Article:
By BRAD DOKKEN
Grand Forks Herald
GRAND FORKS, N.D. (AP) — Anglers can talk about the early spring, ideal water temperatures and whether the fish have recovered from spawning, but the opening day of walleye season in Minnesota always comes down to getting out there and learning firsthand what the fish are doing.
That's Duane Peterson's approach, at least. And as a recent inductee into the National Freshwater Fishing Hall of Fame along with his brother, John, the co-founder of Bemidji's Northland Fishing Tackle Co. knows what he's talking about when it comes to walleyes and opening day.
The 2012 version of Minnesota's grand outdoors tradition gets under way Saturday.
"One thing about this fishing game is we can predict this and that and speculate what's going to happen," Peterson said. "I'm going to play it like I do every other opening day of walleye season. I will go to the best areas I know as a result of past experience and tradition, sample what's happening and adjust accordingly based on what my first few hours tell us.
"That's the beauty of opening day — we find out when we get there, and we adjust accordingly."
Pick a lake or river in Minnesota, and this year probably set a record for early ice-out. That had fishing prognosticators thinking walleye opener 2012 would be more like early June, which often serves up some of the easiest, if not the best fishing of the year.
Lawmakers in the Minnesota Legislature even went so far as to propose moving the season up a week. The measure died, and Mother Nature intervened with a mostly cool April that now has water temperatures closer to seasonal norms. Come opening day, anglers likely can expect water temperatures in the mid-50-degree range.
"I think it's going to be a pretty darn normal opener," said Henry Drewes, regional fisheries supervisor for the Minnesota Department of Natural Resources in Bemidji. "It's not going to be like June 1 fishing, which some people were thinking. It will be more like mid-May, which is pretty good."
Drewes said walleyes, which typically spawn in 46- to 50-degree water, should have finished spawning most everywhere across the state this week. That means many walleyes likely will have recovered and backed out of the rivers where they spawn and returned to lakes where they spend most of the year.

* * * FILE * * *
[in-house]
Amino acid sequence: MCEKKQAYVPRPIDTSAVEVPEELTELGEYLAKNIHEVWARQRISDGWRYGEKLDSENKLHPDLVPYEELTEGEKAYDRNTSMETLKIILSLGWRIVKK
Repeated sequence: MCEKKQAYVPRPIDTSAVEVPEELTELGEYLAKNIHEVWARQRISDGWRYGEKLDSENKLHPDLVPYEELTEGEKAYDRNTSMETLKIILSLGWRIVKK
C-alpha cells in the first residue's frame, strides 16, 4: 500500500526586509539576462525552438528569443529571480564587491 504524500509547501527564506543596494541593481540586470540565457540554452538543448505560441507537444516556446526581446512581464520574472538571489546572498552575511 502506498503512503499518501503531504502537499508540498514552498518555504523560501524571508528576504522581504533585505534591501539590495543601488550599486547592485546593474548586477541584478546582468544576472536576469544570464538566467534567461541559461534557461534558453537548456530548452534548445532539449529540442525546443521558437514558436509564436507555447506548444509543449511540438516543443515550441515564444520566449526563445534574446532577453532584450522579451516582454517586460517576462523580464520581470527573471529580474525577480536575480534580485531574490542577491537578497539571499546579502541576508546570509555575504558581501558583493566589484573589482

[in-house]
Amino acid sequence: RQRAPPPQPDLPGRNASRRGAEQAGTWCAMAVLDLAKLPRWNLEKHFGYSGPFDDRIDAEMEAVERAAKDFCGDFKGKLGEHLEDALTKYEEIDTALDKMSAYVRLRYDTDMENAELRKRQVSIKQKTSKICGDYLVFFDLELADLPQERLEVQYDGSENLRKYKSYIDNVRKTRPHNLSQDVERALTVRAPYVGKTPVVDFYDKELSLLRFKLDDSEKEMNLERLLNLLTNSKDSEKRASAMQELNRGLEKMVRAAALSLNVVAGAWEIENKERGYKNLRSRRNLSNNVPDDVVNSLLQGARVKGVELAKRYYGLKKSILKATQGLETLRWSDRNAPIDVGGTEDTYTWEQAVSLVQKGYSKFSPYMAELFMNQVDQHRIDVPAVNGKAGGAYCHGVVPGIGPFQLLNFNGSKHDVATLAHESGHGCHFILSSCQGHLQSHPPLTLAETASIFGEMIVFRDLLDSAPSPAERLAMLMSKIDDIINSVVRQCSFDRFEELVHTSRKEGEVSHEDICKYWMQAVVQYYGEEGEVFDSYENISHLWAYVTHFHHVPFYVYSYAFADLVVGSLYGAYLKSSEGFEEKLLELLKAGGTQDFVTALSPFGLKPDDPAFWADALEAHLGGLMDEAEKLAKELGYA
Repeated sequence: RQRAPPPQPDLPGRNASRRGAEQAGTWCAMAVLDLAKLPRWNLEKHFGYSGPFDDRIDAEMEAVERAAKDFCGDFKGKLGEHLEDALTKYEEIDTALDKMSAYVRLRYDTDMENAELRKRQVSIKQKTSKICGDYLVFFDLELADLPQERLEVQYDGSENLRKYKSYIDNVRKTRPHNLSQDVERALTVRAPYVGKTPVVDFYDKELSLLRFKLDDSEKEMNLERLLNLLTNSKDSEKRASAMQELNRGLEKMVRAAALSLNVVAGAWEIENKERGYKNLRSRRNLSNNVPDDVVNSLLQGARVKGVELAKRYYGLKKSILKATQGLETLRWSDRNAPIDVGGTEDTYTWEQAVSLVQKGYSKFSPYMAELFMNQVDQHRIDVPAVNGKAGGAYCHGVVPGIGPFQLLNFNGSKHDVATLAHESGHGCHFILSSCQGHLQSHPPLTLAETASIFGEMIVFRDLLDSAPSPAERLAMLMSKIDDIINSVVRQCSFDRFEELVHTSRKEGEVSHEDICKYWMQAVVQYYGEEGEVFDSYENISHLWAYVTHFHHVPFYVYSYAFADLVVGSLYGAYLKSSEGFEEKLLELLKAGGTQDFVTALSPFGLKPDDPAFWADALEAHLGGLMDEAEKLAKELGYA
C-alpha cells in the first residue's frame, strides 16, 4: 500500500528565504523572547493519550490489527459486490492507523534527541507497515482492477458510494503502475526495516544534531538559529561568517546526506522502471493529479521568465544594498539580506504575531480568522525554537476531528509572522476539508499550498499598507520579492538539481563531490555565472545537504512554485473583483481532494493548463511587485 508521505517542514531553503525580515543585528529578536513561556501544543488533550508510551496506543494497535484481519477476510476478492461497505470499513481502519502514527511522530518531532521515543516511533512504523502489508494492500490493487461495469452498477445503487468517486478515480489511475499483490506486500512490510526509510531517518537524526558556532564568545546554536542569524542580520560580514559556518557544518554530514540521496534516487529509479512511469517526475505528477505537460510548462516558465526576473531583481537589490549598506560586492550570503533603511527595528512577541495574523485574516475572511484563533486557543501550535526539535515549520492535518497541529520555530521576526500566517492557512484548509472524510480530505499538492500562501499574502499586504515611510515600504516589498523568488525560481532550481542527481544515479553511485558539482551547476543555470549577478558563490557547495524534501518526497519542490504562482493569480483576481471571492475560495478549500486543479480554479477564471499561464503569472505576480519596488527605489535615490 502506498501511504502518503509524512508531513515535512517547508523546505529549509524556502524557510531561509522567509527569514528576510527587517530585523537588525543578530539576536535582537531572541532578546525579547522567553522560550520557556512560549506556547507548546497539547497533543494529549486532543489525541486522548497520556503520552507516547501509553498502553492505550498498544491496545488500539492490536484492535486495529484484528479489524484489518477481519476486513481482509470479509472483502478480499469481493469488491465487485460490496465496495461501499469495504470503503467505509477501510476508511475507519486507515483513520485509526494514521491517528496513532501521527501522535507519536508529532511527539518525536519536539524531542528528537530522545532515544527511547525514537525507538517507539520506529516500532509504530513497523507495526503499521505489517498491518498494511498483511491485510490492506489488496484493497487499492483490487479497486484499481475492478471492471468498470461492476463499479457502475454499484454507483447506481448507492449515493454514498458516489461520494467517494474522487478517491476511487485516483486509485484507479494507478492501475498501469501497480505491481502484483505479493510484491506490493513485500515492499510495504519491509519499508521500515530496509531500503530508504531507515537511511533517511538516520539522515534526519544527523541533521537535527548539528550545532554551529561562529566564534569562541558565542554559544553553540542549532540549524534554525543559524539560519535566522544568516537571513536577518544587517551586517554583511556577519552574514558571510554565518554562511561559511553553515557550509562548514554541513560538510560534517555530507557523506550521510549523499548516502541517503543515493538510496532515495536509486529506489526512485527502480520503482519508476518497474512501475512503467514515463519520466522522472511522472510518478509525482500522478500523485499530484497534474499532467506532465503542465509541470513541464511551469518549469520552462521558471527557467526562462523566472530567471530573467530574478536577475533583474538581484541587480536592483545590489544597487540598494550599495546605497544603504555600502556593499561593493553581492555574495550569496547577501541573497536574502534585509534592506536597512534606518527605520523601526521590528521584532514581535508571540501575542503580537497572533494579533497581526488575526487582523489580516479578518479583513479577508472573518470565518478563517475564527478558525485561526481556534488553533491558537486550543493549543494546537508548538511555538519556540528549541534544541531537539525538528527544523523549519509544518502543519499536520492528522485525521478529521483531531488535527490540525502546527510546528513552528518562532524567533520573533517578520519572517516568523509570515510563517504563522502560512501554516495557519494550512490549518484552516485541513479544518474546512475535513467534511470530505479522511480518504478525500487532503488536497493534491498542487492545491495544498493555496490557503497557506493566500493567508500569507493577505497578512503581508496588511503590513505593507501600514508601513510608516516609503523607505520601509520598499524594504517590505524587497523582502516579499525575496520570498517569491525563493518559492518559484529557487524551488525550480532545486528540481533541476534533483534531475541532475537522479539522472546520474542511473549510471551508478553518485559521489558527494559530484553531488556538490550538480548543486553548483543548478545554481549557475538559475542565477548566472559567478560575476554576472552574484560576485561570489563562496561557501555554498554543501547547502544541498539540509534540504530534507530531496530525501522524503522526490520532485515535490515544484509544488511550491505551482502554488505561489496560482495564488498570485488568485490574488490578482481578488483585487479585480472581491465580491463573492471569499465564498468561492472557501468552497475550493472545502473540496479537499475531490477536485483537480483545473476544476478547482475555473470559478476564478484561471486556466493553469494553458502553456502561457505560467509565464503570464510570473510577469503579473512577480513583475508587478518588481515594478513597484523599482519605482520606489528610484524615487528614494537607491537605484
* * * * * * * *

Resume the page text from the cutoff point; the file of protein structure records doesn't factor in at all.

As a result, Drewes said, the DNR didn't implement springtime closures on rivers such as the Tamarack, which flows into Upper Red Lake, and the Mississippi River.
"That doesn't mean rivers won't be good, but they won't have the excessive harvest that would necessitate closures," Drewes said. "We're going to avert those situations, which is good news."
Drewes said he expects large northern Minnesota lakes such as Lake of the Woods, Upper Red, Leech and Winnibigoshish all to be good bets for opening day. A recent spring survey on the Tamarack River produced numbers of 16- to 22-inch walleyes, Drewes said, along with occasional larger fish.
"There's a nice size distribution on Red," Drewes said. "The abundance is high, there's lots of fish under 17 inches and lots from 17 to 22 inches. So, if fishermen are willing to spread out from the mouth of the (Tamarack) river, they should have no trouble catching legal fish and some fun-size larger fish."
Opening day regulations on Upper Red require anglers to release all walleyes from 17 inches to 26 inches, and there's a four-fish limit. The DNR eases the size restrictions in mid-June.
Drewes said smaller lakes across northwest Minnesota also will be good options opening day. Lakes with particularly high walleye abundance, he said, include Lake Bemidji and all of the downstream lakes in the Mississippi River chain along with Otter Tail Lake closer to Fergus Falls, Minn.
"Otter Tail is just off the charts right now," Drewes said of its walleye abundance.
While current areas near river mouths might not be the walleye magnets they are some openers, they'll still be worth a try opening day. According to longtime fishing guide Brian Brosdahl of Max, Minn., anglers should explore other places if areas with current don't produce walleyes.
"Don't overlook shoreline-connected points that have shallows, rocks and weed growth," Brosdahl said. "That new generation of weeds is going to be hiding baitfish, and the walleyes are going to be in there."
He said many anglers make the mistake of fishing too deep on opening day. This spring, though, the fluctuation in both air and water temperatures likely means there's no wrong depth, he said.
"I think it's going to be a great opener," Brosdahl said. "I think we're going to find aggressive fish and not-aggressive fish. Go explore, don't just fish the classic spots. You're going to have a lot of fish all to yourself."